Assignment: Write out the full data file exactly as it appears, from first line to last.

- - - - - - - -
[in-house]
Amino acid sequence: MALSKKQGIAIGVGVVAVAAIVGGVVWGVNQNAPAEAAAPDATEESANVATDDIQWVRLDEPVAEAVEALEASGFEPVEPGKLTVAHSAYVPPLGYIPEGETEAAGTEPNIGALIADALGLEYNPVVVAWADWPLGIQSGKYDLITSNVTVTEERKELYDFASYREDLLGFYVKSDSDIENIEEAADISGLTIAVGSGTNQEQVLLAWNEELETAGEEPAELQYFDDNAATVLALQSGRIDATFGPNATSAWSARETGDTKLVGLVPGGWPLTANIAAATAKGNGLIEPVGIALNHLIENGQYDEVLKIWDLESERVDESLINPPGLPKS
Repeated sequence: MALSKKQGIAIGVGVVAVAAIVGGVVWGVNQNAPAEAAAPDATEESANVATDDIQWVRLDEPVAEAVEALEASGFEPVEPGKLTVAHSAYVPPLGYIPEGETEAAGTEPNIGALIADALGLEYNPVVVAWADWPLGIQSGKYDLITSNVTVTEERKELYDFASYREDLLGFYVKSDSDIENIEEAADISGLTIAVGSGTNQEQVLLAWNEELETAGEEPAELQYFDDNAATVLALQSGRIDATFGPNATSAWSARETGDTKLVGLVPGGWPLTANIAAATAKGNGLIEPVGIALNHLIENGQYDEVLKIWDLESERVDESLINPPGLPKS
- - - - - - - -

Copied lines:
[in-house]
Amino acid sequence: MALSKKQGIAIGVGVVAVAAIVGGVVWGVNQNAPAEAAAPDATEESANVATDDIQWVRLDEPVAEAVEALEASGFEPVEPGKLTVAHSAYVPPLGYIPEGETEAAGTEPNIGALIADALGLEYNPVVVAWADWPLGIQSGKYDLITSNVTVTEERKELYDFASYREDLLGFYVKSDSDIENIEEAADISGLTIAVGSGTNQEQVLLAWNEELETAGEEPAELQYFDDNAATVLALQSGRIDATFGPNATSAWSARETGDTKLVGLVPGGWPLTANIAAATAKGNGLIEPVGIALNHLIENGQYDEVLKIWDLESERVDESLINPPGLPKS
Repeated sequence: MALSKKQGIAIGVGVVAVAAIVGGVVWGVNQNAPAEAAAPDATEESANVATDDIQWVRLDEPVAEAVEALEASGFEPVEPGKLTVAHSAYVPPLGYIPEGETEAAGTEPNIGALIADALGLEYNPVVVAWADWPLGIQSGKYDLITSNVTVTEERKELYDFASYREDLLGFYVKSDSDIENIEEAADISGLTIAVGSGTNQEQVLLAWNEELETAGEEPAELQYFDDNAATVLALQSGRIDATFGPNATSAWSARETGDTKLVGLVPGGWPLTANIAAATAKGNGLIEPVGIALNHLIENGQYDEVLKIWDLESERVDESLINPPGLPKS